Anticipating the Exciting Changes: 2024 World Barista Championship Updates

Vietnamese Coffee Exporter
2024 World Barista Championship

Even though the memories of the 2023 World Barista Championship are still fresh, anticipation is already building for next year’s event. Slated to take place from May 1 to May 4, 2024, the prestigious competition will be hosted during the inaugural World of Coffee Asia event in Busan, South Korea.

As with each iteration of the championship, we can predict certain elements that will surely be present. Participants will undoubtedly present exceptional coffees, demonstrating not only their skill but also their innovative spirit and creative flair.

However, this year brings an additional layer of intrigue with the Specialty Coffee Association’s announcement of updated rules and regulations for the 2024 World Barista Championship.

The updates primarily refine the language used to describe judging protocols, conflict of interest policies, and guidelines for the milk beverage category. Notably, the assessment criteria for the tactile qualities of espresso have also been revised, signaling a potential shift in how competitors approach this aspect of their presentations.

To delve deeper into how these changes might influence the competition, and to uncover other potential trends for next year’s championship, I engaged in conversations with Daniele Ricci, the 2023 WBC runner-up, and Anthony Douglas, the 2022 World Barista Champion. Their insights offer a glimpse into the evolving landscape of barista competitions and the ever-growing complexity of coffee craftsmanship.

Reconsidering past adjustments in the world barista championship regulations

In a bold move that reshaped the competitive landscape of the 2023 World Barista Championship (WBC), organizers introduced a series of groundbreaking rule changes, marking some of the most significant updates in the competition’s history. Among these, the allowance of “commercially-available animal and plant-based milks” for use in the milk beverage category stood out as a particularly transformative shift. This change broke from the longstanding tradition of exclusively using cow’s milk, eliminating the risk of scoring zero in the milk beverage round for those opting for alternative milks.

Further tightening the criteria, competitors were prohibited from adding any extra ingredients to the milk used in the milk beverage course. Deviating from this rule would result in a complete forfeiture of points in the “Taste Experience” category, emphasizing the competition’s focus on the pure interaction between milk and coffee.

Adjustments were also made to the technical aspects of coffee preparation. Specifically, the permissible range for brewing temperature was set between 90.5°C and 96°C (195°F and 205°F), granting competitors the freedom to also customize individual group head temperatures to their preference. This nuanced control over temperature reflects a deeper understanding and appreciation of coffee brewing science.

The scoring system underwent a comprehensive overhaul, aligning with the Specialty Coffee Association’s (SCA) new Coffee Value Assessment. This introduced a diverse scoring matrix that includes a binary yes/no score for the Evaluation Scales stage, a numeric score ranging from 0 to 3 for both “accuracy” and “impression,” and a more extensive 0 to 6 score for “experience.”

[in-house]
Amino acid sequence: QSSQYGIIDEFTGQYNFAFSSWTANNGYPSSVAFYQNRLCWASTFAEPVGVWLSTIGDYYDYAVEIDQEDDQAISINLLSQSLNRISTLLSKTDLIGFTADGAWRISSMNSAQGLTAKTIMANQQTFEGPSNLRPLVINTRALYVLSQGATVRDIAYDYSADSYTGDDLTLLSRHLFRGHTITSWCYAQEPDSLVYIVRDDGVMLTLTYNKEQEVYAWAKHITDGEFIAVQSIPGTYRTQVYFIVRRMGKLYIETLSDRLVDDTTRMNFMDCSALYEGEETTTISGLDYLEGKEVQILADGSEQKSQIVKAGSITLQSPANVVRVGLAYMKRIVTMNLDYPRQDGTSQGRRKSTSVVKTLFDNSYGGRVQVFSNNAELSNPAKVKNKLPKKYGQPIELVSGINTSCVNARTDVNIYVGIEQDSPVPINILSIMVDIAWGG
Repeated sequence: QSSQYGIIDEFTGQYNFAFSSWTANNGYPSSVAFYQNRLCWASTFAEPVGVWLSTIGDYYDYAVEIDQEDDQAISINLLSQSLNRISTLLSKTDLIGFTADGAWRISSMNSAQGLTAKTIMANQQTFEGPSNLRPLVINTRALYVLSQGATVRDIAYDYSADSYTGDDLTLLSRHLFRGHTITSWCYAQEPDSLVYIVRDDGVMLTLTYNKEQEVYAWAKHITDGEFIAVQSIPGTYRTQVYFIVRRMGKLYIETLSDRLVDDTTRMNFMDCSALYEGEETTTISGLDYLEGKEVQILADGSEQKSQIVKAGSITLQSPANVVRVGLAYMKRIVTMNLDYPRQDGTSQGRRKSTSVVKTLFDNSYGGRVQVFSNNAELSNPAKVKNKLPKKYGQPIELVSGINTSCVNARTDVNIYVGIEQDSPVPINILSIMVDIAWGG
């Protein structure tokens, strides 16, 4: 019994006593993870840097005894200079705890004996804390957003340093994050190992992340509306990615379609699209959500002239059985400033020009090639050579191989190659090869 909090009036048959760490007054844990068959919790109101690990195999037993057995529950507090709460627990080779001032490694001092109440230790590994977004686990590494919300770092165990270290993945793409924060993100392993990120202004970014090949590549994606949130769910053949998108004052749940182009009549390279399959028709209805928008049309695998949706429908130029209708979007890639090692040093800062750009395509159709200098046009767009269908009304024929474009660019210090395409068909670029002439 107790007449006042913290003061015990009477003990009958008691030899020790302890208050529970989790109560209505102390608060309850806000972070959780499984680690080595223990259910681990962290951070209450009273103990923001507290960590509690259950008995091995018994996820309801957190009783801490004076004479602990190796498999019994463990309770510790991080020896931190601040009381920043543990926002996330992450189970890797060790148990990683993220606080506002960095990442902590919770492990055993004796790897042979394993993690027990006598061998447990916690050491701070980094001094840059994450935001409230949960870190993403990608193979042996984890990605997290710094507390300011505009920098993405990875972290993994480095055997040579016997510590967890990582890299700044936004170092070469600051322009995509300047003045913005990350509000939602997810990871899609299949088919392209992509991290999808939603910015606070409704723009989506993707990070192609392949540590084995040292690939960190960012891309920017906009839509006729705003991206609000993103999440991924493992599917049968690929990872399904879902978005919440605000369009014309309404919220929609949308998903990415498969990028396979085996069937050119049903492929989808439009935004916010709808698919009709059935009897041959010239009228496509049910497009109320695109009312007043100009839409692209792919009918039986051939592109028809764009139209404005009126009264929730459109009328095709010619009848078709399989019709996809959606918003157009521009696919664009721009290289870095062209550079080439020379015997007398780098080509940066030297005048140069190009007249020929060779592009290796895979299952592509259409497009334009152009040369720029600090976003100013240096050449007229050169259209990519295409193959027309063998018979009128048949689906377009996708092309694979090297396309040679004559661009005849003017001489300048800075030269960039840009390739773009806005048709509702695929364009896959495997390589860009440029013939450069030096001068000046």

In a notable update to the espresso segment, judges now focus on the aftertaste as a key component of the “Taste Experience” category, moving away from the tactile descriptors previously assessed. Competitors are required to provide detailed descriptions of their espresso’s thickness and texture, which are critically evaluated by the judges.

Beyond the mastery of technical skills, the WBC now places a significant emphasis on creativity and originality, evaluating competitors on the uniqueness of their routine and concept. This broader perspective for judging not only celebrates technical excellence but also innovation and personal expression, enriching the competition’s overall impact and appeal.

Diving into the freshly unveiled 2024 world barista championship rules and regulations: what you need to know

Building on the transformative changes introduced in the 2023 World Barista Championship (WBC), the next edition promises to captivate with its novelty. This anticipation has been further fueled by the Specialty Coffee Association’s recent unveiling of the 2024 rules and regulations, setting the stage for an even more dynamic competition.

Anthony Douglas, the esteemed Head of Research and Development at Axil Coffee Roasters in Melbourne and the 2022 WBC victor, shares his excitement for the forthcoming guidelines. “The new regulations for the 2024 WBC in Busan herald a forward-thinking era,” he remarks. “These adjustments are poised to enhance the competition by promoting a deeper exploration into the nuances and intricate details of coffee flavors, alongside placing a greater emphasis on the skills of baristas in fine-tuning their coffee presentations.

Milk beverage version 3.2

The most significant update centers on the rules for the milk beverage category, introducing a clarification that, while not altering existing methods, introduces subtleties participants need to understand:

“The guidelines now permit the use of any commercially available, unflavored milk. This includes all varieties of plain plant-based and animal milks, whether sweetened or unsweetened. Participants are allowed to mix and match these milks, as long as each type is commercially available and used according to its preparation instructions.